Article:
A piece of RUNE.
A reading of one of the second acts from the libretto of my upcoming opera, RUNE. In this, we hear a dialogue between the protagonist and the future inhabitants of London. Throughout the narrative, the two voices themselves become composites of other voices and histories; for this audio paper, I further annotate and intercut this shifting topography with annotations, footnotes and digressions. Its performance is encircled and disrupted by realisations of related musical ‘artefacts’: themes drawn from the opera’s future – its unwritten potential – and quotations from its own compositional history in forbears and models. The panic-inducing, traumatic anxiety of creation is juxtaposed against the incessant mantra of memory and history, and it is hoped the opera becomes a silent, auxiliary object apprehended as though we are seeing it through time.
The opera is based on the hypothesis that, in the moments following the big bang, the universe passed through a subatomic state and that here the arbitrary fluctuations of quantum data imprinted upon it: like a rune. As the universe expanded, this printed, frozen fluctuation became the inconstancies in the emptiness of cold space, which in turn became matter, galaxies, life, thought, language. Through this conceit, it hopes to draw a connection between the relationship between object and process, between quantum mechanisms and their manifestation in spacetime, and between words and their meanings.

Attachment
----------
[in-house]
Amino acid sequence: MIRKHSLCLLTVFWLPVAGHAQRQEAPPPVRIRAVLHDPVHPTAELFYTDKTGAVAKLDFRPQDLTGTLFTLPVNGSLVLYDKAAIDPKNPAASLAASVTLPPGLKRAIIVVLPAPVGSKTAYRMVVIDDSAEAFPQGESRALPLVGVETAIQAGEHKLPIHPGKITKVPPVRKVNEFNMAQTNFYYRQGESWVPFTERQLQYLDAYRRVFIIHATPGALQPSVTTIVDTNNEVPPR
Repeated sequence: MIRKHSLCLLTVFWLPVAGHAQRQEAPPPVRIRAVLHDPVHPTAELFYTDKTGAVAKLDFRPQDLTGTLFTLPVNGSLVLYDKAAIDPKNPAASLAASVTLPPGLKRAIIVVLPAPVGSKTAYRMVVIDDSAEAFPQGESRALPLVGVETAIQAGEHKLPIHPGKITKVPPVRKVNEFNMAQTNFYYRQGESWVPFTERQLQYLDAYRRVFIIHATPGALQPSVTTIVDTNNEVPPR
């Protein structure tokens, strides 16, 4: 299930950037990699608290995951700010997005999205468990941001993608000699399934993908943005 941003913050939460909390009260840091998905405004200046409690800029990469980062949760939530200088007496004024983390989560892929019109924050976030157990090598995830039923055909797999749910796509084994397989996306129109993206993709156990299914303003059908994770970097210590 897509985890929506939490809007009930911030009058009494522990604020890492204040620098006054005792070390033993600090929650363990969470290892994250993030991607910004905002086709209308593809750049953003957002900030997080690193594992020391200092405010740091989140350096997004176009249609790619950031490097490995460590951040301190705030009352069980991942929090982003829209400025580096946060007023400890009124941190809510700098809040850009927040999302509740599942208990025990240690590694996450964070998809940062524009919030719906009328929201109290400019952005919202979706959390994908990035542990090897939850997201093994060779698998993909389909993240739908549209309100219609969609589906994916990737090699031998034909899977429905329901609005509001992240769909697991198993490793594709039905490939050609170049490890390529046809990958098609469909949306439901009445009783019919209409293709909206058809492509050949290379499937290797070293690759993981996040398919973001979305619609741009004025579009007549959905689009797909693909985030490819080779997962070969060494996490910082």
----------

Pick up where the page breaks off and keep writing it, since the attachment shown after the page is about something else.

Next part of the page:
On a planet where history is forbidden, a young girl – in an act of personal assertion and creative defiance – dares to tell her story. The consequences of this will reach from the fabric of her society, to the fate of the universe itself. A voyage across galaxies and millennia, hers is a tale of the archipelagos of Khye-rell and their matterwork – the ancient spellsong that bends space to the singer’s will – through trans-dimensional canals and sea-lanes to the RUNE of the universe’s origin, before coming to a reckoning with the ancient, disastrous fate of humanity. As she pieces together the events of her life’s journey, links between these three impossibly separate events begin to emerge: the basic data of the infant universe, our technological hubris in the face of ecological collapse, and her experience of traumatic familial violence – all marked by traces of the RUNE…
This song, her story, through the very act of being told, climatically uncovers how the arbitrary sequencing of language, quantum states and interpersonal relations are fundamentally linked: through our endlessly creative ability to transform their disassociation into generous, open, infinite meanings; from the RUNE’s lifeless inertia to its tracing in voyages, songs, and love.
RUNE is a hymn to the power of these meanings as bridges between people: and a call to their importance in light of the dark and difficult century that lies ahead.
Alastair White is a Scottish composer and writer. Described as “spellbinding” (Boulezian), “beautiful” (730 Review), “virtuosic” (Winnipeg Free Press), “deftly manic” (American Record Guide) and “passionately atonal” (Gramophone), his work is characterised by a lyrical complexity which draws influence from fashion, machines, cosmological descriptions, radical politics and materialist philosophy. Recent projects include the operas WEAR and ROBE (to be released by Métier Records, Winter ’20), and a string quartet for the Altius Quartet’s album Quadrants Vol. 3 (out now on Navona Records). Shortlisted for a Scottish Award for New Music twice (in 2019 and 2020) and a Creative Edinburgh Award (2019), his music has been supported by Help Musicians UK, the Hinrichsen Foundation, the Goldsmiths Graduate Fund and Music Research Committee. He is currently undertaking a PhD at Goldsmiths, University of London with Roger Redgate and Lauren Redhead.